The biggest challenge for the team’s swimmer, Sammy Miller, will be training for the “open-water” swim. Open-water swimming is a different animal altogether than swimming in a pool. The open water swim is a study in turbulence; you’re in the water with more than 300 strangers who have varying levels of ability. To people on the beach it looks like a feeding frenzy minus the pelicans. Less experienced swimmers tend to panic, fearing the sting of jelly fish and stingrays. For safety issues, Sammy won’t train alone in the Gulf, so her schedule for open-water training is dependent upon finding like-minded swim partners.
Karina’s training on the dangerous streets of Marco is nerve wracking to say the least. In addition to riding in the suffocating heat, she has to dodge hostile drivers, confused pedestrians, loose dogs, angry runners, and the worst of all road warriors: dump trucks. She has mounted a GoPro camera on her handlebars to capture the tag numbers of hostile drivers. How clever!
Assisting me in training and managing the team is a new member of my staff, “Felicia,” a 13-year old Maine Coon cat who lost her fur-ever home a while back. She was found wandering around the Esplanade by a concerned resident.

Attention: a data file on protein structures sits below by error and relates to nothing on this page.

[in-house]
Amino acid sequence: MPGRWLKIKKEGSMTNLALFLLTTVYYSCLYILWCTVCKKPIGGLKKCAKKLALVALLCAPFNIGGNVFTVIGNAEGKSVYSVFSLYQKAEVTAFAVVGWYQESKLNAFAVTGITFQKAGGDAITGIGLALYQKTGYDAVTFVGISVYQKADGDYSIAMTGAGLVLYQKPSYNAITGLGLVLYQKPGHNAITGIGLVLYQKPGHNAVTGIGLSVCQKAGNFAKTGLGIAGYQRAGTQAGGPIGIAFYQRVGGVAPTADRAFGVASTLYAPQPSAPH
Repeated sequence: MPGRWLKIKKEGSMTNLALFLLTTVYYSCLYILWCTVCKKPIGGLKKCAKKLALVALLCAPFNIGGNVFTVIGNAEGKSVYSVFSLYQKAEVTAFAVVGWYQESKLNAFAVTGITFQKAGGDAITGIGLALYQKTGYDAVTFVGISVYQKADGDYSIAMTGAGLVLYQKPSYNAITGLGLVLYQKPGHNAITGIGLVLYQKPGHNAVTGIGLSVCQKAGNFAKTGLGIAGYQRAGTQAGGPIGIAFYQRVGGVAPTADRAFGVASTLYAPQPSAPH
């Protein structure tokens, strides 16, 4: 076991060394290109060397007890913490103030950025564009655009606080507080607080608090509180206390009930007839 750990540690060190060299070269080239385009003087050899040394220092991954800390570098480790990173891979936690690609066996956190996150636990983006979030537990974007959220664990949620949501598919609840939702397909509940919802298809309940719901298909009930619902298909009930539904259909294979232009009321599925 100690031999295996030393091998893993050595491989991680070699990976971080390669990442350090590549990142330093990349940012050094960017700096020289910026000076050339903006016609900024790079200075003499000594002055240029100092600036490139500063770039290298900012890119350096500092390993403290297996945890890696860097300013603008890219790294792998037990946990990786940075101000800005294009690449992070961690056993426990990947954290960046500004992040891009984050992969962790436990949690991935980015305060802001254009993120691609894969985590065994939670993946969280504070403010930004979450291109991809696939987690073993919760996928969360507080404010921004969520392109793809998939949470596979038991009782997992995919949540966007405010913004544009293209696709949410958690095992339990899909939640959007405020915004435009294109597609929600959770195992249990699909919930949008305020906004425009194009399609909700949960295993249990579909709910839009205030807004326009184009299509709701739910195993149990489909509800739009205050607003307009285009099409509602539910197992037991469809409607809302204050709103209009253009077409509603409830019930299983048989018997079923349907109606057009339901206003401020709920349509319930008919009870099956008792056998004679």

Felicia bears a striking resemblance to the late Mr. Kitt, a debonair Maine Coon cat who lived out the last five of his 21 years at the shelter. He was so charismatic that I couldn’t help but to name him my “Assistant Kitten Manager.” He is Meow Power’s mascot. I’ve appointed Felicia to fill Mr. Kitt’s paws. Not only is she our new Assistant Kitten Manager; I’ve also appointed her to be assistant Meow Power coach. She’s in charge of Meow Power’s fluid intake and keeping the team’s morale up.
So you sagely ask, how can you help team Meow Power reach their $5,000 goal? Just take a seat, grab a snack and go to our website: www.fortheloveofcatsfl.com where you will find a link to Meow Power’s donation page. I would love it if each of my readers could make a donation of any size. Every little bit – even just $1.00 – will help keep the medicine cabinets well-stocked and the food bins full!